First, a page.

36. As Evening Falls
He started in alarm as the hobbit swung off the bench to his feet, all traces of weariness gone. The Ring-bearer did not seem to be aware of him and the man was growing concerned. Boromir knew that the little one had almost died of his injuries upon arriving in Rivendell, and his healing had been slow and marred by setbacks since. Had the strenuous exercise of sword-play been too much, and he was falling ill again?
Then Frodo was running, running with astonishing swiftness for one so small, past the still-seated man and out of the garden. Unsure of what he should do, Boromir followed, his long strides quickly becoming a run as he strove to overtake the accelerating hobbit.
He emerged in a small clearing some good way from the garden, catching his hands on a nearby sapling to steady himself. Before him was confusion. There seemed to be one of the little people on the ground, and one bending over him. Another was cradling the downed one’s head, bright curls mingling with the bronze curls of the other as he couched over him. The Elf was kneeling beside the still form, and Frodo was just skidding to a stop before the small scene, shouting, “Pippin!”
Boromir propelled himself into the little glade, falling to his knees just as the Elf was rising. Their eyes met for a moment, mortal hazel and immortal blue, both wide with fears unnamed. “It was ill chance,” whispered the Elf. “I will go for help. Will you do what you can?”
Boromir nodded wordlessly, his hands already tearing at the little one’s clothing. In a breath, the Elf was gone. Samwise had pulled back Pippin’s cloak and loosened his scarf. Beside him, Merry seemed in shock, his face utterly without color, trembling violently. He was stroking the tweenager’s face, murmuring over and over, “Wake up, Pip dear. Wake up. Please wake up!”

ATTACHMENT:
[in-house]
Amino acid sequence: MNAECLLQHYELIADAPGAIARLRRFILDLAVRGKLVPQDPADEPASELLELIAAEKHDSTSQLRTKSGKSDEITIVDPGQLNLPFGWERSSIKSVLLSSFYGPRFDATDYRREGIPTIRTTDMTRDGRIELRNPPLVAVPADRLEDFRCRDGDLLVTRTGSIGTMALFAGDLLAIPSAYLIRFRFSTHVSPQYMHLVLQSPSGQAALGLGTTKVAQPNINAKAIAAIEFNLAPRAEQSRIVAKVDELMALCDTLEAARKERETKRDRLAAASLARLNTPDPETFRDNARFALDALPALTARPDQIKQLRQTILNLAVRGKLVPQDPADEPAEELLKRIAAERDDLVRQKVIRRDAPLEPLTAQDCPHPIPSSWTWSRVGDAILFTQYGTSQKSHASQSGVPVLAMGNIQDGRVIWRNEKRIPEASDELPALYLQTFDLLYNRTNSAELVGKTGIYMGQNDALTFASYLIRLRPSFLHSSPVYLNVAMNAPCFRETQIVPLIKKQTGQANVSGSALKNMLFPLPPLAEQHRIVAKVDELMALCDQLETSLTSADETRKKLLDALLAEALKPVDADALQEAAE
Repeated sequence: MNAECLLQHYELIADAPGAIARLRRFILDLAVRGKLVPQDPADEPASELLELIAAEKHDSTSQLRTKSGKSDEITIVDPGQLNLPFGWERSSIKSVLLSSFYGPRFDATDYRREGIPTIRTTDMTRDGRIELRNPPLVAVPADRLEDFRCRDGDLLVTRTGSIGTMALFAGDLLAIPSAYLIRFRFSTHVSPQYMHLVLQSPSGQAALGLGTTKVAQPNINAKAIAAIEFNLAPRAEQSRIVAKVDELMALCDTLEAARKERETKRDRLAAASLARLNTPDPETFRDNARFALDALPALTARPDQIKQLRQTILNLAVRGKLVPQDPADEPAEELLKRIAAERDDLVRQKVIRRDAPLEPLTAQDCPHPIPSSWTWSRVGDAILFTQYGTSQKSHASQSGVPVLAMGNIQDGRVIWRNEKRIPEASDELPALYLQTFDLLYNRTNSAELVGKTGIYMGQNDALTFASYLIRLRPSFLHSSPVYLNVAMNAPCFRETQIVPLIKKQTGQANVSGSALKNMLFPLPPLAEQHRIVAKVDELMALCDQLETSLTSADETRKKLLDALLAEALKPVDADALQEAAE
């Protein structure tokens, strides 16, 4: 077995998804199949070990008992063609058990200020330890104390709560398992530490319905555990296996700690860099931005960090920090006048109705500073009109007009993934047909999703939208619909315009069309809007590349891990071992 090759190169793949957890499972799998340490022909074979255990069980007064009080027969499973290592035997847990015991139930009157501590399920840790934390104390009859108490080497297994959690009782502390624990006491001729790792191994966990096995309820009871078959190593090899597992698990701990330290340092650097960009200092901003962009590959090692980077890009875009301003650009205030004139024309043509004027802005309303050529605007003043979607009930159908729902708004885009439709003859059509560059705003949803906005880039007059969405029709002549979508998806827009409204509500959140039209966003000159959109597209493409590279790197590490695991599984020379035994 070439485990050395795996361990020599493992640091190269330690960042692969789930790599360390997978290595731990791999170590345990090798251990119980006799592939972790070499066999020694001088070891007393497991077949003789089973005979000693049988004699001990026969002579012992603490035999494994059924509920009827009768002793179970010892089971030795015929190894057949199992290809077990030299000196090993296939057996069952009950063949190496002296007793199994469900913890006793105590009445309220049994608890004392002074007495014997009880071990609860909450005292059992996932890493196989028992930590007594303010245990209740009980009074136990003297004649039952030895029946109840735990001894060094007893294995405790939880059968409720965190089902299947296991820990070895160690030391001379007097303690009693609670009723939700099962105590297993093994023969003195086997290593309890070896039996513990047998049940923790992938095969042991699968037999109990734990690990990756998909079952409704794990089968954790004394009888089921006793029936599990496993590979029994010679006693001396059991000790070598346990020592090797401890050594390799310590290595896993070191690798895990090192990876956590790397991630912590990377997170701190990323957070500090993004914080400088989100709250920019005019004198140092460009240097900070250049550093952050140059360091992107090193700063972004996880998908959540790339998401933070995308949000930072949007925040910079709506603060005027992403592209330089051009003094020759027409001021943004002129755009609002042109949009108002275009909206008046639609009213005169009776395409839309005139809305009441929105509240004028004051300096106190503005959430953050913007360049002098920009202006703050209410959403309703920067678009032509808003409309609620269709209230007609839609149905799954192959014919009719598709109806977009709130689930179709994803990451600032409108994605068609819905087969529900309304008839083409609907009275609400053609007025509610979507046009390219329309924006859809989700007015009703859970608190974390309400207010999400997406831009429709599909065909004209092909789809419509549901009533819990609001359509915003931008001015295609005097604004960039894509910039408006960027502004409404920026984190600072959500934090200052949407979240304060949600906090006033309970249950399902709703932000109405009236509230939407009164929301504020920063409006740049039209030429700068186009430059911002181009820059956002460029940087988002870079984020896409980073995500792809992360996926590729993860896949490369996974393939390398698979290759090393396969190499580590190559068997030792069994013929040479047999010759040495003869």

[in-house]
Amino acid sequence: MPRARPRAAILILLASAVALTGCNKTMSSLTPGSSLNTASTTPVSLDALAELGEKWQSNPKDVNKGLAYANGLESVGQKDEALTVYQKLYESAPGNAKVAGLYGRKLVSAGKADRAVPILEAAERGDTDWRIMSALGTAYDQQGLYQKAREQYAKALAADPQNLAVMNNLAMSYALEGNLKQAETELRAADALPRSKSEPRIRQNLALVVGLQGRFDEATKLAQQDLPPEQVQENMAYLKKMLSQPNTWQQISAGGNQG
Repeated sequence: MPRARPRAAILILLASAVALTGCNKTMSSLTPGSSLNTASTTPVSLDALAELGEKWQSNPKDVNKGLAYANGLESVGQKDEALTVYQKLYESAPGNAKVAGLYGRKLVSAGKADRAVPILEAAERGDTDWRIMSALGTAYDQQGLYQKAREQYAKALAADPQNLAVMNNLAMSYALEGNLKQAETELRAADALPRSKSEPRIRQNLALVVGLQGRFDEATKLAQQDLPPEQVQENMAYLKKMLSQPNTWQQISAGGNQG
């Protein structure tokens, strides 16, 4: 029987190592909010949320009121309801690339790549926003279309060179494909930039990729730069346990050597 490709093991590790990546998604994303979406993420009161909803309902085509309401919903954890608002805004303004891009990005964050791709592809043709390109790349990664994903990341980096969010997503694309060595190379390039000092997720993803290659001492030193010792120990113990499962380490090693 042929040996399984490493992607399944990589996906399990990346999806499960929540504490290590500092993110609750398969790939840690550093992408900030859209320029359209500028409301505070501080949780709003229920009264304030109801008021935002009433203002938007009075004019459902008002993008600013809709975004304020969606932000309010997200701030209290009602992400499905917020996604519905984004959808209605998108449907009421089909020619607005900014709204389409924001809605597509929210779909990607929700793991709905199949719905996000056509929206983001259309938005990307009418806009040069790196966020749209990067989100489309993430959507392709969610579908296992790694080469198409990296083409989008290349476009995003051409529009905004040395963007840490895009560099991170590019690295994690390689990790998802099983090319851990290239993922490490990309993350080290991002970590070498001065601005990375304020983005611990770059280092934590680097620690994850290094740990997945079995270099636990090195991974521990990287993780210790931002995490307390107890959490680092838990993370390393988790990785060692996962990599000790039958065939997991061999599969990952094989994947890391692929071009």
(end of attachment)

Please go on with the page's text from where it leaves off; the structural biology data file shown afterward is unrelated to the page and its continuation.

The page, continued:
Frodo caught his cousin’s arms and pulled him away from the unmoving figure, giving Boromir room to work. Merry struggled, hardly aware of his cousin’s presence, unhearing of the comforting words Frodo sought to murmur in his ear. Unobstructed now, Boromir ripped the small jacket apart and slightly grubby white shirt beneath it, flipping the youngster’s scarf out of the way. Sam crouched beside him, more collected than either of the youngster’s cousins. “Mr. Merry threw a knife,” he explained to Boromir softly. “It hit Pippin by accident. Master Pip was sitting in a shaded hollow before the tree an’ we didn’t see him.” Boromir nodded, his attention on recalling what he knew of treating battle-injuries. Where was the wound? There was no great gout of blood staining the pale skin anywhere that he could see.
Suddenly the little one’s face creased up and his eyes opened. “Owwww!” wailed Pippin.
“Pip … Pippin?” gasped Merry, tearing himself from Frodo’s restraining grasp with the sound of ripping cloth.
“Ow,” repeated Pippin resentfully. “Merry, why did you hit me?”
“I … I hit you?” Merry said stupidly. Pippin sat up and commenced to rub the crown of his curly head. Boromir fell back, hands raised, uncertain if he should forced the hobbit down again. Pippin’s slightly unfocused eyes completed the circuit of anxious faces and he stared at them.
“Hullo, Frodo. Hullo, Boromir. What are you doing here?”
“Are you all right?”
Pippin’s gaze shot back to Merry, startled. “Of course I’m all right. You needn’t have hit me though, Merry. I was just watching.”
Merry’s small hands were suddenly burrowing through Pippin’s curls. Pippin, having his head forced down, emitted a series of loud, “Ow! Ow! Ow!” interspersed with “Merry, stop that!”
The hobbit’s hands parted the thick hair on either side of a growing bump almost directly on top of the tweenager’s head. Merry’s gaze traveled to a small tree limb that lay, rocking slightly, to the side. Then up to the white scar on the bark, bleeding beads of fresh sap. His knife quivered there, driven deep into the trunk, having parted the last remaining strip of bark that had held the branch from falling. Merry stood up and abruptly fell over in a dead faint.
* * * * *